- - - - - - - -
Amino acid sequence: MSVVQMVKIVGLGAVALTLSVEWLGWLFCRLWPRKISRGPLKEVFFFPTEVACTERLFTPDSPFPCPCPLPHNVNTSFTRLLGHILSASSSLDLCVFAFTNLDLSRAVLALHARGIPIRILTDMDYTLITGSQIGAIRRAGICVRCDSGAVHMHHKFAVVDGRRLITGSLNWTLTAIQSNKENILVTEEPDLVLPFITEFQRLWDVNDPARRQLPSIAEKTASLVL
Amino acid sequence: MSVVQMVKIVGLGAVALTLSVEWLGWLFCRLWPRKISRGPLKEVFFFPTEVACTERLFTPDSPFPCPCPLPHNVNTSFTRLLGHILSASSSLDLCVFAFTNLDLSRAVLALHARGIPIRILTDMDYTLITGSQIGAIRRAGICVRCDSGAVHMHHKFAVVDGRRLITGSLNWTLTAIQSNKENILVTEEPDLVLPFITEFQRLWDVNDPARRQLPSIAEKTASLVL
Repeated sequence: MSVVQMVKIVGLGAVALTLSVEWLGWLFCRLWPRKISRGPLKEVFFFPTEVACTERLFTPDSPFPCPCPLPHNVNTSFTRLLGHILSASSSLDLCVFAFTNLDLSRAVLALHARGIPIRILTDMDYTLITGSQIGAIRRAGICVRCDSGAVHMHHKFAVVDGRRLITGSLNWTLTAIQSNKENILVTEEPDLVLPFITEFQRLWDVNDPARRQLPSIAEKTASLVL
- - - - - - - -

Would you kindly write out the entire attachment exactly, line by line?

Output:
Amino acid sequence: MSVVQMVKIVGLGAVALTLSVEWLGWLFCRLWPRKISRGPLKEVFFFPTEVACTERLFTPDSPFPCPCPLPHNVNTSFTRLLGHILSASSSLDLCVFAFTNLDLSRAVLALHARGIPIRILTDMDYTLITGSQIGAIRRAGICVRCDSGAVHMHHKFAVVDGRRLITGSLNWTLTAIQSNKENILVTEEPDLVLPFITEFQRLWDVNDPARRQLPSIAEKTASLVL
Amino acid sequence: MSVVQMVKIVGLGAVALTLSVEWLGWLFCRLWPRKISRGPLKEVFFFPTEVACTERLFTPDSPFPCPCPLPHNVNTSFTRLLGHILSASSSLDLCVFAFTNLDLSRAVLALHARGIPIRILTDMDYTLITGSQIGAIRRAGICVRCDSGAVHMHHKFAVVDGRRLITGSLNWTLTAIQSNKENILVTEEPDLVLPFITEFQRLWDVNDPARRQLPSIAEKTASLVL
Repeated sequence: MSVVQMVKIVGLGAVALTLSVEWLGWLFCRLWPRKISRGPLKEVFFFPTEVACTERLFTPDSPFPCPCPLPHNVNTSFTRLLGHILSASSSLDLCVFAFTNLDLSRAVLALHARGIPIRILTDMDYTLITGSQIGAIRRAGICVRCDSGAVHMHHKFAVVDGRRLITGSLNWTLTAIQSNKENILVTEEPDLVLPFITEFQRLWDVNDPARRQLPSIAEKTASLVL